Angelenos have probably already heard about last week's controversy over Glendale's Easter-themed crosswalk sting, in which an officer dressed in a rabbit suit repeatedly crossed an unmarked crosswalk to see if drivers would yield to the "pedestrian" as required by law. The police department justified the decision to use the costume by explaining that such an unusual outfit would be more noticeable (clearly they should have read my post explaining that even funny outfits don't catch the eye of distracted drivers).

The sting earned the Glendale PD a lot of publicity...not to mention the ire of at least one city councilmember, who blasted it for being "dangerous" and a waste of city resources. It got me thinking about these types of operations (e.g. crosswalk stings, pedestrian marches, etc) and whether or not they actually advance the pedestrian cause.

We know that spot enforcement can be effective at reducing bad driver behavior like speeding--for a while. But improvements tend to dwindle rapidly once the officers pack up and move to another location. What does linger on, in my opinion at least, is the resentment and bad feelings towards pedestrians that the enforcement generates. Do you think that any of the 24 Glendale motorists who were cited because they failed to yield to a bunny are going to feel enthusiastic about pedestrian rights in the future? I suspect not.

Tuesday, November 17, 2009

Cool Pedestrian Stuff #4: Crosswalk Art

Adding a little visual interest to your otherwise uneventful crossing.

Tuesday, September 29, 2009

A Confession

I consider myself (this is not the confession) a pretty good driver. I hang out in the slow lane on the freeway, come to a complete stop at stop signs, have an only-normal-for-geeky-folk understanding of the California Vehicle Code, and above all I carefully yield to pedestrians in crosswalks...or do I?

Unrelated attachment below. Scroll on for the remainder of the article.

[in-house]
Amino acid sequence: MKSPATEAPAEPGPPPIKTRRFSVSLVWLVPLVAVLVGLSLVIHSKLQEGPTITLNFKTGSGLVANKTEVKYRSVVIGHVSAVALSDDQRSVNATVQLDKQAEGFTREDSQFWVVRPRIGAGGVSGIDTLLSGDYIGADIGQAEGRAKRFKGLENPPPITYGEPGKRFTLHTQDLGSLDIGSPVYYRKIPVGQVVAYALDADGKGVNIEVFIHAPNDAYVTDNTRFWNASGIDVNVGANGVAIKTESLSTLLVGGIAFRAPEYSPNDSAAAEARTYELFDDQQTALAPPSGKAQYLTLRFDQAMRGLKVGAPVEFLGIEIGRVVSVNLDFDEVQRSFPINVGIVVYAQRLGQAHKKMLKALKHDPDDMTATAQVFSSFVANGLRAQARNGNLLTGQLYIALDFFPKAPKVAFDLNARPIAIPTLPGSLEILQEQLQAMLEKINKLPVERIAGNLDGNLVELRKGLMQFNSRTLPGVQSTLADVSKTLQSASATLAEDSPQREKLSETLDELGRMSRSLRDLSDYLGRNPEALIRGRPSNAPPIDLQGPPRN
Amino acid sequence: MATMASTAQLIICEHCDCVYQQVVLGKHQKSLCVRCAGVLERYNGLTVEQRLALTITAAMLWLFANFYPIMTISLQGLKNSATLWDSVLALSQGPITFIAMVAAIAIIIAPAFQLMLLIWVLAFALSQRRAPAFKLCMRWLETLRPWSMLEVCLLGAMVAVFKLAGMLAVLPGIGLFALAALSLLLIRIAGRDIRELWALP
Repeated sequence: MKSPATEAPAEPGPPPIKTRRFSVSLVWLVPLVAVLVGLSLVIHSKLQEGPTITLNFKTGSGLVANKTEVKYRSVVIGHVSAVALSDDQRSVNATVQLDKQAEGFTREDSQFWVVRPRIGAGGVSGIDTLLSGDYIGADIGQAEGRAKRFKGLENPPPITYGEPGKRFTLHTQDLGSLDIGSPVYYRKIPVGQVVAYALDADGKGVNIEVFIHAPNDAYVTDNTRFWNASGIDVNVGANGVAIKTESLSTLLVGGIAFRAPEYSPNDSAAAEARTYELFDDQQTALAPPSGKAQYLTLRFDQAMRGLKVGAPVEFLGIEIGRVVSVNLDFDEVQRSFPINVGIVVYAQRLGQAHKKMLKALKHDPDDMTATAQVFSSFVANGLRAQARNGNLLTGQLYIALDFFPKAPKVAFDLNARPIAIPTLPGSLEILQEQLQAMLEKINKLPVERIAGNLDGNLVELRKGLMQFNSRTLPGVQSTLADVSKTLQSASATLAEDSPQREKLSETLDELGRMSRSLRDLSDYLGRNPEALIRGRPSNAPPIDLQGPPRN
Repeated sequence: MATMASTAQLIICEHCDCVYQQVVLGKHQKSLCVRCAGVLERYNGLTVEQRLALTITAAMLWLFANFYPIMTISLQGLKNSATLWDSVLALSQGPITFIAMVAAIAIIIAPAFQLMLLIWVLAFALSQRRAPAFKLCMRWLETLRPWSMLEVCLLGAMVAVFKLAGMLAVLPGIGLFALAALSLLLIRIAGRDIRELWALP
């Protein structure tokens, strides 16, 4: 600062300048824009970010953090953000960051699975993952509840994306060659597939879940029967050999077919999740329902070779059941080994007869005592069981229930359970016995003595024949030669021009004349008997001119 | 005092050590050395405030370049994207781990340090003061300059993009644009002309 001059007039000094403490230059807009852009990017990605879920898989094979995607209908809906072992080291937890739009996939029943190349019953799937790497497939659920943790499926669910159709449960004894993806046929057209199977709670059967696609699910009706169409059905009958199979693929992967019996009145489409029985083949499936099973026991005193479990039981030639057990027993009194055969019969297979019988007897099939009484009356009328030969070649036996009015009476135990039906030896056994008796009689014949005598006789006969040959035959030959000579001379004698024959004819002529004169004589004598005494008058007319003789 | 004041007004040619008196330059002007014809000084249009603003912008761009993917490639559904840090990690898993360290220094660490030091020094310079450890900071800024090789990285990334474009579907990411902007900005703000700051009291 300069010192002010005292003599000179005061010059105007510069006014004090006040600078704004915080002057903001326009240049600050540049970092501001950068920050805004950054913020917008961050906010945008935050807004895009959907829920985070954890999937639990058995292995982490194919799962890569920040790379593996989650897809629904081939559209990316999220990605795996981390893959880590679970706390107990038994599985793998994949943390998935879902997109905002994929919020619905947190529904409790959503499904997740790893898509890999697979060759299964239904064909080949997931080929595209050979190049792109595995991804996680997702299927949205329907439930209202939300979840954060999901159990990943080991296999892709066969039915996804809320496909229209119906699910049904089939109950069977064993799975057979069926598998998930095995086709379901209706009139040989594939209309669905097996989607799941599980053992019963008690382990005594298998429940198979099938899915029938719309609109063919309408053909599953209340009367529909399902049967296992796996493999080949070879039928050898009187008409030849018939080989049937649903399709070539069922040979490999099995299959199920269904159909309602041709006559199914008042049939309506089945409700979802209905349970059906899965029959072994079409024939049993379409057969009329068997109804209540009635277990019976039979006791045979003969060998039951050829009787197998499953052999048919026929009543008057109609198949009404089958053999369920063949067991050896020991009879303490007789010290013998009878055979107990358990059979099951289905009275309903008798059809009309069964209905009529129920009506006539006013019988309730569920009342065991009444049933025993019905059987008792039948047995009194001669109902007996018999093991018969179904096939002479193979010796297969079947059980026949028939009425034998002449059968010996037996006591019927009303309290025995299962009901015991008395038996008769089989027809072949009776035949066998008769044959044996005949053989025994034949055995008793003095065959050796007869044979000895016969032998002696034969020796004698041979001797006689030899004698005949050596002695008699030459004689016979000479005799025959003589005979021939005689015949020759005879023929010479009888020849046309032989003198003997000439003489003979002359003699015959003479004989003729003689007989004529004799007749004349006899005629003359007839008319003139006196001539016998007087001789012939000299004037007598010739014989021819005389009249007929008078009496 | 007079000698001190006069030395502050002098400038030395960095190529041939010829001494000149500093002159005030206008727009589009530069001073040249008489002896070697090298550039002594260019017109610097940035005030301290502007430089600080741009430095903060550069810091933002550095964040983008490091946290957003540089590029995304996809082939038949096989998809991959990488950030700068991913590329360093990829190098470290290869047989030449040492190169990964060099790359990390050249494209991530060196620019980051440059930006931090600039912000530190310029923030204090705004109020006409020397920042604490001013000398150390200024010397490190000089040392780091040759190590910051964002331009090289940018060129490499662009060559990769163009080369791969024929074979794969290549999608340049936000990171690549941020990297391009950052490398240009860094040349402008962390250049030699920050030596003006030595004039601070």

After watching footage of a crosswalk sting in Sacramento (posted here on Streetsblog), I realized (this is the confession) I hadn't the slightest idea what "yielding to pedestrians" really meant. Had I been doing it wrong all these years? In an effort to alleviate my guilt--and perhaps bring a little enlightenment to others confused by this question--I did some research.

First, the law itself: California Vehicle Code 21950 states that "The driver of a vehicle shall yield the right-of-way to a pedestrian crossing the roadway within any marked crosswalk or within any unmarked crosswalk at an intersection."

People v. McLachlan (1939) clarifies that "yielding" doesn't necessarily mean stopping any time a pedestrian has a toe inside the crosswalk, " is clear that when a pedestrian crossing a roadway in a crosswalk is so far from the path of an approaching automobile and proceeding in such a manner that no interference between them is reasonably to be expected, the driver of the automobile need not wait for it to develop."

Moreover, once a pedestrian is walking away from a driver, the yielding point is moot, "It is equally clear that a driver, after having allowed a pedestrian to proceed undisturbed and unhurried in front of him and to reach a place safely out of the way of his automobile, with no apparent further danger of conflict between them, may proceed."

Just how far out of danger must pedestrians be before a vehicle can legally proceed through the crosswalk? People v. Hahn (1950) cautions that, "[the pedestrian's] right of way is not to be measured in fractions of an inch nor tested by split seconds. He is entitled not to just as much space as his body, clothes and buttons require, but to as much as will afford him a safe passage."